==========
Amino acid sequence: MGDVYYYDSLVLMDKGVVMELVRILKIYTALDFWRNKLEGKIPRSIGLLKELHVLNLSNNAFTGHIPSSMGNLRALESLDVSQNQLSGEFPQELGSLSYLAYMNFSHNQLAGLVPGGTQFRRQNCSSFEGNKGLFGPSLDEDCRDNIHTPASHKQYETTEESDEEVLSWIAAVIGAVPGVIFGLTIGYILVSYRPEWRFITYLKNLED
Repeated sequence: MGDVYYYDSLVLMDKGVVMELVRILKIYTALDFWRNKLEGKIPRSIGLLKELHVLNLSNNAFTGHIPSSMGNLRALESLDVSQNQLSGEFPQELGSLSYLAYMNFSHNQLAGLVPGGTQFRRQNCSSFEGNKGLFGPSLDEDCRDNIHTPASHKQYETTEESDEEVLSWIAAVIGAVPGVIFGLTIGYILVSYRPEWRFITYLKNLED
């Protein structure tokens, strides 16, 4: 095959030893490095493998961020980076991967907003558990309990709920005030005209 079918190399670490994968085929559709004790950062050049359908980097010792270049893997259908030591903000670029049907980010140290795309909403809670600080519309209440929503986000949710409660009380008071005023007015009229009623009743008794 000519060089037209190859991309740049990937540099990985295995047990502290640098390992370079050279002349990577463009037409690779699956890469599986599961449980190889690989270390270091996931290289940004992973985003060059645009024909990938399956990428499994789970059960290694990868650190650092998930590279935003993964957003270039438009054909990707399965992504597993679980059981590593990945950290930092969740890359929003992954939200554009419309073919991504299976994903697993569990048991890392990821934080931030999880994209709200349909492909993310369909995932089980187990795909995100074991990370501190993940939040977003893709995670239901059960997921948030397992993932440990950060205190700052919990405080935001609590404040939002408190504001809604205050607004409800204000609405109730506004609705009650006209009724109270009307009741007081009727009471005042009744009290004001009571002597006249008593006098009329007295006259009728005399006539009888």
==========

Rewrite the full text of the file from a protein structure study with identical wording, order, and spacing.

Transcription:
Amino acid sequence: MGDVYYYDSLVLMDKGVVMELVRILKIYTALDFWRNKLEGKIPRSIGLLKELHVLNLSNNAFTGHIPSSMGNLRALESLDVSQNQLSGEFPQELGSLSYLAYMNFSHNQLAGLVPGGTQFRRQNCSSFEGNKGLFGPSLDEDCRDNIHTPASHKQYETTEESDEEVLSWIAAVIGAVPGVIFGLTIGYILVSYRPEWRFITYLKNLED
Repeated sequence: MGDVYYYDSLVLMDKGVVMELVRILKIYTALDFWRNKLEGKIPRSIGLLKELHVLNLSNNAFTGHIPSSMGNLRALESLDVSQNQLSGEFPQELGSLSYLAYMNFSHNQLAGLVPGGTQFRRQNCSSFEGNKGLFGPSLDEDCRDNIHTPASHKQYETTEESDEEVLSWIAAVIGAVPGVIFGLTIGYILVSYRPEWRFITYLKNLED
């Protein structure tokens, strides 16, 4: 095959030893490095493998961020980076991967907003558990309990709920005030005209 079918190399670490994968085929559709004790950062050049359908980097010792270049893997259908030591903000670029049907980010140290795309909403809670600080519309209440929503986000949710409660009380008071005023007015009229009623009743008794 000519060089037209190859991309740049990937540099990985295995047990502290640098390992370079050279002349990577463009037409690779699956890469599986599961449980190889690989270390270091996931290289940004992973985003060059645009024909990938399956990428499994789970059960290694990868650190650092998930590279935003993964957003270039438009054909990707399965992504597993679980059981590593990945950290930092969740890359929003992954939200554009419309073919991504299976994903697993569990048991890392990821934080931030999880994209709200349909492909993310369909995932089980187990795909995100074991990370501190993940939040977003893709995670239901059960997921948030397992993932440990950060205190700052919990405080935001609590404040939002408190504001809604205050607004409800204000609405109730506004609705009650006209009724109270009307009741007081009727009471005042009744009290004001009571002597006249008593006098009329007295006259009728005399006539009888």